By Anja van den Berg
Lawyers used to be prohibited from marketing their services. Times have changed, however, and legislation has changed with it.
The implementation of the Legal Practice Act (Act 28 of 2014) allows attorneys to advertise and market their services.
As set out in Government Gazette No. 39740 (the “Rules”), the uniform Rules for the Attorneys’ Profession stipulate how attorneys should conduct themselves with regard to promotion and marketing.
Lawyers may now utilise most mass media platforms, including television, radio and billboards – provided that the advertisements comply with the Rules.
But what about social media?
Indeed, says the Law Society of South Africa (LSSA). Facebook marketing, YouTube advertising, Instagram posts and LinkedIn promotions are all allowed. Social media platforms are expressly permitted under the heading of Approaches and Publicity at point 41.1 of the Rules.
An International Bar Association survey, published in February 2012, measured the perception of social media advertising among legal practitioners.
Pertaining to South Africa, only 15% of the respondents felt that an attorney’s use of online social networks negatively affects the public’s confidence in the integrity and professionalism of the legal profession. More than 75% of respondents considered the advantages of online social networking to outweigh its disadvantages.
The nature of their work means that attorneys need to take heed of expectations when they advertise on social media. Writing for the LSSA, senior attorney Mark Heyink, who specialises in information and communications technologies law, advises attorneys to take the following points into account:
- Take confidentiality very seriously
Attorneys have a professional duty to maintain the confidentiality of information entrusted to them by their clients. The same kind of conversation an attorney might have with colleagues could explode in a social media environment. The potential for an infinitely wide audience means that a topic deemed as “interesting” might end up as a perceived breach of confidentiality. If peers and clients feel that the attorney is careless, the firm may face significant reputational damage. Heyink says that attorneys shouldn’t bargain on the privacy setting as it is not impenetrable and often offer the illusion of confidentiality.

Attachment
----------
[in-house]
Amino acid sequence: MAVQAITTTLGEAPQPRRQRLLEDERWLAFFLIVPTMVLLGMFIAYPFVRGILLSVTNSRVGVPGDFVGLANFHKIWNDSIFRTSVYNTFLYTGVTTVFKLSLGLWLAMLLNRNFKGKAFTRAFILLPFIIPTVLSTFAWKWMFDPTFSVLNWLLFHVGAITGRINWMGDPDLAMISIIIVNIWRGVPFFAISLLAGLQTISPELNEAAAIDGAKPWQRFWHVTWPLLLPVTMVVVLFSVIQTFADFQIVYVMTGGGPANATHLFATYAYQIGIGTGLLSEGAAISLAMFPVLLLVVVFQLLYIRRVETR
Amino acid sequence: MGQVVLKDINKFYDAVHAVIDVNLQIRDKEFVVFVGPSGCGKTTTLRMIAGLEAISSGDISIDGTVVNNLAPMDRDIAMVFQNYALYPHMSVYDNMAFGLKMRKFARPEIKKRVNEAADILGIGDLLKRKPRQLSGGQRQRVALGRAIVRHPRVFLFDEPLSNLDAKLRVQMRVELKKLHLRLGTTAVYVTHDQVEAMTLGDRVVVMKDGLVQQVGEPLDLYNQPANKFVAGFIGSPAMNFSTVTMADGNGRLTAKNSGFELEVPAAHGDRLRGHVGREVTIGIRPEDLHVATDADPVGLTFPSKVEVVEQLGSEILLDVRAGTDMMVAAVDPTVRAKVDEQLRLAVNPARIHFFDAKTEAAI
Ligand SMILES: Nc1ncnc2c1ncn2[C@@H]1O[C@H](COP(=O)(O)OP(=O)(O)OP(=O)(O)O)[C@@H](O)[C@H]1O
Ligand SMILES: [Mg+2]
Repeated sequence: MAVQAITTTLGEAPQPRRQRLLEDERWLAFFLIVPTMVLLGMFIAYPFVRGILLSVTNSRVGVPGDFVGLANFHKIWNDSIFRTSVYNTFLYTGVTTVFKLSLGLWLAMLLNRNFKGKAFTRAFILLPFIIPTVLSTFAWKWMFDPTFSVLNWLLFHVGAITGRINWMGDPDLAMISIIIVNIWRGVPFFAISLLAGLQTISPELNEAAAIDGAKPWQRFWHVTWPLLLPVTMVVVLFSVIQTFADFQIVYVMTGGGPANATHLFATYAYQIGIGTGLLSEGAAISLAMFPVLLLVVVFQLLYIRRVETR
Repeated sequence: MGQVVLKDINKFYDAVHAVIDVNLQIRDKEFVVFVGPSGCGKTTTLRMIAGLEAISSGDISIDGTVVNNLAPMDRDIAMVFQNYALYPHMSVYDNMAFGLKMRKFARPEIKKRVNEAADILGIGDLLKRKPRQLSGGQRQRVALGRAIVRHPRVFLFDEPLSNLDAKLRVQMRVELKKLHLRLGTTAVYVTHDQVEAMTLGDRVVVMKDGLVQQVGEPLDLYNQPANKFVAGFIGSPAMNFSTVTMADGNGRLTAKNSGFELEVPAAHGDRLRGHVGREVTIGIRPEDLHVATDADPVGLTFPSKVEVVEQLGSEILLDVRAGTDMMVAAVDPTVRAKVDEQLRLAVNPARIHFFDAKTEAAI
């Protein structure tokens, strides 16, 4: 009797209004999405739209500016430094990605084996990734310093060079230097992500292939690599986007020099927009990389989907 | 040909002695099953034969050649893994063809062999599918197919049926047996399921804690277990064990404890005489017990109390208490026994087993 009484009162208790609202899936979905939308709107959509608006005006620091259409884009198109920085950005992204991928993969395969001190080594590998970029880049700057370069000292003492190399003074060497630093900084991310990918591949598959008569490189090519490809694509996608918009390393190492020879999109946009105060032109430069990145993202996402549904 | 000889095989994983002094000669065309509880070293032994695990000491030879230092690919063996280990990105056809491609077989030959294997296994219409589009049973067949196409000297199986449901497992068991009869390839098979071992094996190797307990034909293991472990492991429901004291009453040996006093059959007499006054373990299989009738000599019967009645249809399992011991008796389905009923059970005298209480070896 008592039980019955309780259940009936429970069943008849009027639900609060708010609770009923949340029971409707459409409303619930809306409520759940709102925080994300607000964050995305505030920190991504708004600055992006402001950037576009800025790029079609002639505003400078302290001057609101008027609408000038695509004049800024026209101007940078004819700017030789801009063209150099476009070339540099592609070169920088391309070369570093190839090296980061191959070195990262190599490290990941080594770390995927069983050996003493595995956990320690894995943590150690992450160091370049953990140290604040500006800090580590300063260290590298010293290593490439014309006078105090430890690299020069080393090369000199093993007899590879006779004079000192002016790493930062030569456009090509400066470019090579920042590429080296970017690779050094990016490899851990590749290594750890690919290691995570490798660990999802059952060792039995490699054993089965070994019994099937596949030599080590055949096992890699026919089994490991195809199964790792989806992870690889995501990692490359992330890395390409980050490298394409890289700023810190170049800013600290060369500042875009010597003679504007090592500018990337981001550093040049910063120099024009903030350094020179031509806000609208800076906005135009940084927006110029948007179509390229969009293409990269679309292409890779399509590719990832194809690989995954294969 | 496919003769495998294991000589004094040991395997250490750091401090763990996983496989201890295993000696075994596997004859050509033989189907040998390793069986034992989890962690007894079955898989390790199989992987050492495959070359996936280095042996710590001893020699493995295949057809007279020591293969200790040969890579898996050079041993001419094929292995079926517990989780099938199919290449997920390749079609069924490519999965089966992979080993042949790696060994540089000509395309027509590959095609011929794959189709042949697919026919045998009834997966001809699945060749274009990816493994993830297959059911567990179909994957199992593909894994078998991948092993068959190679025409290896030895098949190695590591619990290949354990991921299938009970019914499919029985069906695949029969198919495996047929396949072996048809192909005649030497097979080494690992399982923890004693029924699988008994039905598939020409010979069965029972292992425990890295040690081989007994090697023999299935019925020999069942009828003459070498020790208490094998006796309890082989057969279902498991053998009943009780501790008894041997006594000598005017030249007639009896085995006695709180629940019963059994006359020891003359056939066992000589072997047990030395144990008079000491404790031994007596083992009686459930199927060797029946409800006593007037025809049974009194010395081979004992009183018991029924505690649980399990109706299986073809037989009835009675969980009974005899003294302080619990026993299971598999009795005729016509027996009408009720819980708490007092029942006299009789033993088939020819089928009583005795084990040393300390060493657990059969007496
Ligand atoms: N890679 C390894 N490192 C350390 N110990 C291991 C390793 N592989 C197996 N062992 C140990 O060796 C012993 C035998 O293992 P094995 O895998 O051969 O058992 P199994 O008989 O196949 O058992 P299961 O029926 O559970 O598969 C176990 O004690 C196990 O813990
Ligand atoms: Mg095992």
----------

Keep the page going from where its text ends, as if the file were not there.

- If you use it, use it properly
Social media is dynamic, and merely creating online profiles without managing them well might reflect poorly on the firm’s professionalism. Like any other business with a successful social media presence, law firms need to start with a strategy followed by regular posts and interacting with the community. Firms should consider hiring an experienced social media consultant who understands each social media account’s differences and objectives.
- Law firms may engage advertising agencies
According to point 41.2 of the Rules, attorneys are entitled to engage third party companies to advertise and market their services, such as advertising agencies. However, advertising agencies should be aware that engaging in touting, where the attorney offers an incentive of any kind to refer professional work, is prohibited. Also, advertising agencies may not be expected to solicit individual clients and direct the clients to the firm for reward or gain.
In addition, no advertisements may be developed to procure work where another attorney has received instruction. Promotions may not be offensive or inappropriate, or misrepresent the services being offered.
Law Society of South Africa: https://www.lssa.org.za/wp-content/uploads/2019/12/LSSA-Introduction-to-Social-Media_Legal-Implications-for-SA-Law-Firms-and-draft-policy-December-2012.pdf
One Legal Advertising: https://www.onelegaladvertising.com/post/can-attorneys-advertise-in-a-digital-south-africa
Go Legal: https://www.golegal.co.za/benefits-social-media-lawyers/